Preoperative supervised exercise and outcomes following elective abdominal aortic aneurysm repair

Barakat, Hashem M.

December 2014

Thesis or dissertation

© 2014 Hashem M Barakat. All rights reserved. No part of this publication may be reproduced without the written permission of the copyright holder.

The aim of this research was to evaluate the role of preoperative supervised exercise training on perioperative outcomes and cardiopulmonary exercise testing (CPET) parameters in patients undergoing elective abdominal aortic aneurysm (AAA) repair, and to analyse the value of different preoperative risk assessment tools in predicting postoperative complications following this intervention.

Participants in this project were patients with large AAA (≥ 5.5 cm), awaiting elective open or endovascular repair.

Study 1: was a prospective randomised controlled trial. Participants were randomised in two parallel groups: a 6-week preoperative exercise training programme or standard treatment.

The primary outcome measure was the composite endpoint of postoperative cardiac, pulmonary and renal complications. Secondary outcome measures were: lengths of hospital and critical care stay, APACHE II scores recorded within 6 hours postoperatively, SIRS criteria, thirty-day mortality, reoperation and postoperative bleeding. Patients were followed up for 3 months postoperatively.

Study 2: was a sub-group study within Study 1.

A sub-group of patients from Study 1 consented to undergo two rather than one preoperative CPETs: the first at baseline, and a second following completion of 6 weeks of exercise or on the day immediately prior to surgery. The primary outcome measure was the effect of exercise on CPET parameters.

Study 3 utilised univariate and multivariate analysis to assess the value of different preoperative risk assessment tools in predicting postoperative complications in patients undergoing elective AAA repair.

Study 1: 136 patients were recruited, 12 withdrew before operative interventions and were not included in the analysis. A total of 124 patients (62 in each group) were included (111 men, mean (s.d.) age 73 (7) years), of which 46 patients underwent EVAR (23 in each group).

14 patients (22.6 per cent) sustained postoperative complications in the exercise group, compared to 26 (41.9 per cent) in the non-exercise group (P=0.021). Four patients (3.2 per cent; 2 in each group) died within 30 days postoperatively.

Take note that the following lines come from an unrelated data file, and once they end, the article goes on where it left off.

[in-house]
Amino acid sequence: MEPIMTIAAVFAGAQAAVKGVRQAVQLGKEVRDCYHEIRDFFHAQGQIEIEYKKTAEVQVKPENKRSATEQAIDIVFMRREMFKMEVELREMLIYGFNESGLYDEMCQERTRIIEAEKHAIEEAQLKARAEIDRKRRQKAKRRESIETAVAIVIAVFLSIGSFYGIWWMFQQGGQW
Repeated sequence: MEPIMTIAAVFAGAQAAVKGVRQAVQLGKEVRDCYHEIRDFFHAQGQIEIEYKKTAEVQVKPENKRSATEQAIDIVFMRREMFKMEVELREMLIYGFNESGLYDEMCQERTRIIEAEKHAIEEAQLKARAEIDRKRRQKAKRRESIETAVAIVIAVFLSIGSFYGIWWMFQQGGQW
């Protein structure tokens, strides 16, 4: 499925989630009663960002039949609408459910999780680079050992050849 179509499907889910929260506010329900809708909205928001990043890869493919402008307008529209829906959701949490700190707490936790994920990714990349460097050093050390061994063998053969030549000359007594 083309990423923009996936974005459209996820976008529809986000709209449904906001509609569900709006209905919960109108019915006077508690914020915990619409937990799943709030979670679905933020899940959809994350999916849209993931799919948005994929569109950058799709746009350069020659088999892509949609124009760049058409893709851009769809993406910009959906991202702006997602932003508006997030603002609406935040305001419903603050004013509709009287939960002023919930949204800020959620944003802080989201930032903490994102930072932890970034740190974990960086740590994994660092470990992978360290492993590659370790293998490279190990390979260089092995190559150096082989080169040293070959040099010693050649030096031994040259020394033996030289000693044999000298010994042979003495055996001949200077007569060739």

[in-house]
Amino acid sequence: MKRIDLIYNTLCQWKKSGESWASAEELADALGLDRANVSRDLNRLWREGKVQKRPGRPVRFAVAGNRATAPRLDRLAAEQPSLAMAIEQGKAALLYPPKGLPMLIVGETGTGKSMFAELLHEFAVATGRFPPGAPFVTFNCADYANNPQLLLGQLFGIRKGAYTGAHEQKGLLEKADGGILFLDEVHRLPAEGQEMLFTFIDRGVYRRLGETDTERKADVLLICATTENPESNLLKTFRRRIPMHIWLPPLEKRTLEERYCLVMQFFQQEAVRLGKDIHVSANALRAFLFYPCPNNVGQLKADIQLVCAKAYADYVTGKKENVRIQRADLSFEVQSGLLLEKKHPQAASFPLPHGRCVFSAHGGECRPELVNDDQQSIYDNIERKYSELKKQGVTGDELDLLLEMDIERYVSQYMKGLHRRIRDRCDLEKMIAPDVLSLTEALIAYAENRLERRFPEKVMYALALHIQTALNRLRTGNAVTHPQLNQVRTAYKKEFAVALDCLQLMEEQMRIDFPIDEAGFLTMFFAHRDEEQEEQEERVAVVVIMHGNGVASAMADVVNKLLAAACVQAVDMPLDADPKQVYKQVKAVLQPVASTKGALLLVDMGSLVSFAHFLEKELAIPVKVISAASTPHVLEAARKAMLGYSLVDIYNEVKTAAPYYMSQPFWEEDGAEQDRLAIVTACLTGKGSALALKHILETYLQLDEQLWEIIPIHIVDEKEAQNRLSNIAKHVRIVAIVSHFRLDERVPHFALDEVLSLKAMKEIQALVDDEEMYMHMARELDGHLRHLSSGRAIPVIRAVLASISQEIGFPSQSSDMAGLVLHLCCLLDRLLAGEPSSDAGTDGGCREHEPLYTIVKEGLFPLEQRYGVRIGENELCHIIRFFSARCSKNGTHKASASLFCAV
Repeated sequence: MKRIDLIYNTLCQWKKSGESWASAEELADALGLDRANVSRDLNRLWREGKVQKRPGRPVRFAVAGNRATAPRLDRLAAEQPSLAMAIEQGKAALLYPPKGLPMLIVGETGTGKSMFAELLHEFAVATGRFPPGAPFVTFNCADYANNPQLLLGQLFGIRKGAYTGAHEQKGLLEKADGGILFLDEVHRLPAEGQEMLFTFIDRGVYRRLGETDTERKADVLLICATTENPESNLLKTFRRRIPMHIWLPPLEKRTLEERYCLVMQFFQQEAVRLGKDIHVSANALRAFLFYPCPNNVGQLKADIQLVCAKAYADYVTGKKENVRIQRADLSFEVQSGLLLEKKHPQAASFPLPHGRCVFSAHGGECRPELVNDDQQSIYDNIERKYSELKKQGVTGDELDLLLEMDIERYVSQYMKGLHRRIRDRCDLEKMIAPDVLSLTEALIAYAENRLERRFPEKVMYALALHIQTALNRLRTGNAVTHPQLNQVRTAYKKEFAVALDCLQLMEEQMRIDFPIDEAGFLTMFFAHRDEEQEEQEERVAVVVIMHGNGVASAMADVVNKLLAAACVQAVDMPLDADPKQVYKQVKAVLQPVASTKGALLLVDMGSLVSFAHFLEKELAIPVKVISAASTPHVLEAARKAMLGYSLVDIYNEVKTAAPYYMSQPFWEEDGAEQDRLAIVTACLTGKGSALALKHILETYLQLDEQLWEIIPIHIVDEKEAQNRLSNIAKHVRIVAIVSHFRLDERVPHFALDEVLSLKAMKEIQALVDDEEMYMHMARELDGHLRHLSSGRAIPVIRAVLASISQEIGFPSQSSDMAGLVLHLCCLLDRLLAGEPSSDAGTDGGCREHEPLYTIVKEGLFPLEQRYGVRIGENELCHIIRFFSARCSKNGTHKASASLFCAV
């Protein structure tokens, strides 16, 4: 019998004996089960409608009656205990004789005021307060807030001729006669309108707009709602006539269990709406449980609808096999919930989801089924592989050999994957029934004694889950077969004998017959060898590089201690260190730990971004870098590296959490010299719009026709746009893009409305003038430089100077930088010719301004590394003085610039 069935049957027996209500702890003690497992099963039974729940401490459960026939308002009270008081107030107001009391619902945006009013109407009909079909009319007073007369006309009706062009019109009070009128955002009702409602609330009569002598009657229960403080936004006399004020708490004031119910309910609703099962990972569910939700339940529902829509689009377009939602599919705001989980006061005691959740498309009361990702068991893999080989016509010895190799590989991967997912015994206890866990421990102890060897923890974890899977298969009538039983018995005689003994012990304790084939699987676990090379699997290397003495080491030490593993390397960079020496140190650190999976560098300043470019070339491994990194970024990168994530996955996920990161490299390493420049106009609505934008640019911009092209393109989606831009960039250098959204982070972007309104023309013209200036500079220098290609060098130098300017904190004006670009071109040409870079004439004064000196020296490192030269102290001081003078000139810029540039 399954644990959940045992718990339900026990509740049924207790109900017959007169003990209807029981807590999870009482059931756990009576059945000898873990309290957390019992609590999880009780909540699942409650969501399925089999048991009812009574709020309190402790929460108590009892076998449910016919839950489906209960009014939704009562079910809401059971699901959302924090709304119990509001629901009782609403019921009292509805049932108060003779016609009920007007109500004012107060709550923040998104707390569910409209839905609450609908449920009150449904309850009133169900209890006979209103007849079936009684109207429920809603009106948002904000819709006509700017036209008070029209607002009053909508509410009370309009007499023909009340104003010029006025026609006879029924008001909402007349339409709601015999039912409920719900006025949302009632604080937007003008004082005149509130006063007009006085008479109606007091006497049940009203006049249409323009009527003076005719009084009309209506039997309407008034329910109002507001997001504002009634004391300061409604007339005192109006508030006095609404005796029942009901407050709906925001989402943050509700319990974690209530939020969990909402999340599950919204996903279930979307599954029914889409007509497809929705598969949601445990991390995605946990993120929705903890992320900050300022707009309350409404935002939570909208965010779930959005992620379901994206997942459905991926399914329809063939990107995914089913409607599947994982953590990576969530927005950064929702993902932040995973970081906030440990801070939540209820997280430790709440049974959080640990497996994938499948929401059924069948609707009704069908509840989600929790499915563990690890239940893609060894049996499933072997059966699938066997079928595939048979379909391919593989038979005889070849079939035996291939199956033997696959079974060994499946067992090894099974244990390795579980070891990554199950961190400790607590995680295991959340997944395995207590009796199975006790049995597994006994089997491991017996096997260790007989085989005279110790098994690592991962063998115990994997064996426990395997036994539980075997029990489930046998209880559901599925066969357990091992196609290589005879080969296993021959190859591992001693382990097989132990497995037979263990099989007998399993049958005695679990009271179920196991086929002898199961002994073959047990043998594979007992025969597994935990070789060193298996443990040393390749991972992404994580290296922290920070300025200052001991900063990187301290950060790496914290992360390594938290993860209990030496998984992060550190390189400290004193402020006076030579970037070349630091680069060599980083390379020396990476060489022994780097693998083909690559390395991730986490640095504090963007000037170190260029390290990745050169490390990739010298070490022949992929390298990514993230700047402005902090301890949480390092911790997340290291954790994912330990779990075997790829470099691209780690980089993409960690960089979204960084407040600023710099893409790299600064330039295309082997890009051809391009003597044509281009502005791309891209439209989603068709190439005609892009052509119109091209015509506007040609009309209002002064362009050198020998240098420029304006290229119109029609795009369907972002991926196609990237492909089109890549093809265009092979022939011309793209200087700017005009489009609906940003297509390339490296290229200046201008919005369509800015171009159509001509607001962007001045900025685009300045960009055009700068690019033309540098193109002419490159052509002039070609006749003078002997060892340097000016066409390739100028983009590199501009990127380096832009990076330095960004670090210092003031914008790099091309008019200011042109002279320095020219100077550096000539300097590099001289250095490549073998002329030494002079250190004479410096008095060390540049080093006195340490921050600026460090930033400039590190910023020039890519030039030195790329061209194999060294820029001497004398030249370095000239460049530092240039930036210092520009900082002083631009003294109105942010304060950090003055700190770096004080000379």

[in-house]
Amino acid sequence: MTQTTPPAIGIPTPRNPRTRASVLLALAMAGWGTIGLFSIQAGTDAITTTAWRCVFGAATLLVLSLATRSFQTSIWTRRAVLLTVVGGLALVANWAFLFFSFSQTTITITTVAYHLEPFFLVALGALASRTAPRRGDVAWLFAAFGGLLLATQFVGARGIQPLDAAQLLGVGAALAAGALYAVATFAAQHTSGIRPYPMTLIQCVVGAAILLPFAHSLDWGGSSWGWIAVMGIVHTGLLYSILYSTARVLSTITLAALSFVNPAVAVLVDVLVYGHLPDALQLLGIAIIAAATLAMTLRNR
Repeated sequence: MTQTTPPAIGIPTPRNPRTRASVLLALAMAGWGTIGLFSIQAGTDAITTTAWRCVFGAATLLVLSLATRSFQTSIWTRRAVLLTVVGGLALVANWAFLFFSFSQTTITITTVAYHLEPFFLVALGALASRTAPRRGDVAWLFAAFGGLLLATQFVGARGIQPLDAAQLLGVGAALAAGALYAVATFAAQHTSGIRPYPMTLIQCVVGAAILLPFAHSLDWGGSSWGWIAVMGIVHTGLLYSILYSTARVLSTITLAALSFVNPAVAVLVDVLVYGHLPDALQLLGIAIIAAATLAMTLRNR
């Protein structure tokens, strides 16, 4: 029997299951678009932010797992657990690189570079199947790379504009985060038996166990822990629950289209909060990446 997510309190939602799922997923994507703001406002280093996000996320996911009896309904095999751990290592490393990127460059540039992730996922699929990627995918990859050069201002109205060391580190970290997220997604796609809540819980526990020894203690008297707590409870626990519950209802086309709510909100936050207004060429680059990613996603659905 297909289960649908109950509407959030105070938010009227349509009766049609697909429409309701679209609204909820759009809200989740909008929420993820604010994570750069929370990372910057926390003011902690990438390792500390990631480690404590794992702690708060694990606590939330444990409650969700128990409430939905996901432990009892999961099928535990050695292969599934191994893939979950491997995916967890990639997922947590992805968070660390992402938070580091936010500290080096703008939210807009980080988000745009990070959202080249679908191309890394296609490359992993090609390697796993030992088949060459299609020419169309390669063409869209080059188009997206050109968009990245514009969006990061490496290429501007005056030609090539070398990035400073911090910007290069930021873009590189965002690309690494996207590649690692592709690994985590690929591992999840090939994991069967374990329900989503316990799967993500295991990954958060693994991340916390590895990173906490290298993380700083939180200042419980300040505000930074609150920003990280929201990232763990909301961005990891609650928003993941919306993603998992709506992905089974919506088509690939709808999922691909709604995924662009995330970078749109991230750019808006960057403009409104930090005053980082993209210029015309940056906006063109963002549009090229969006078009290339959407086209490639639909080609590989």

Length of hospital stay was significantly shorter in the exercise group (median (IQR) 7 (5-9) days) than the control group (median (IQR) 8 (6.0 - 12.3) days) (P=0.025).

There were no significant differences in the length of critical care stay (P=0.845), APACHE II scores (P=0.256), incidence of re-operations (P=1.000) or postoperative bleeding (P=0.343) between the two study groups.

Study 2: 48 patients were recruited: 33 patients in the exercise group, and 15 in the control group. All participants completed their two CPET assessments. A 6-week exercise schedule improved aerobic fitness parameters compared to the control group. Median (IQR) VO2 peak improved from 18.4 (15.0-20.9) to 20.0 (16.9-21.3) ml O2/kg/min; P=0.004, and median AT improved from 12.0 (10.4-14.5) to 13.9 (10.6-15.1) ml O2/kg/min; P=0.012. There were no statistically significant changes in CPET parameters in the control group.

Study 3: In 124 patients undergoing elective AAA repair, lower AT (OR 0.59, 9% C.I. 0.38 to 0.89, p=0.014) and higher V-POSSUM scores (OR 1.42, 95% C.I. 1.16 to 1.75, p=0.001) were the only independent predictors of postoperative complications.

A low AT was an independent predictor of cardiac complications (OR 0.59, 95% C.I. 0.36 to 0.96, p=0.034) and a high VE/VCO2 predicted pulmonary complications (OR 1.24, 95% C.I. 1.03 to 1.51, p=0.027).

Preoperative supervised exercise training appears to reduce postoperative complications and length of hospital stay in patients undergoing elective AAA repair. The mechanism appears to be an improvement in aerobic fitness preoperatively.

CPET is a valuable preoperative assessment tool for elective AAA patients as it predicts organ-specific complications and may be useful in directing perioperative care.

Hull York Medical School, The University of Hull and the University of York
Chetter, Ian
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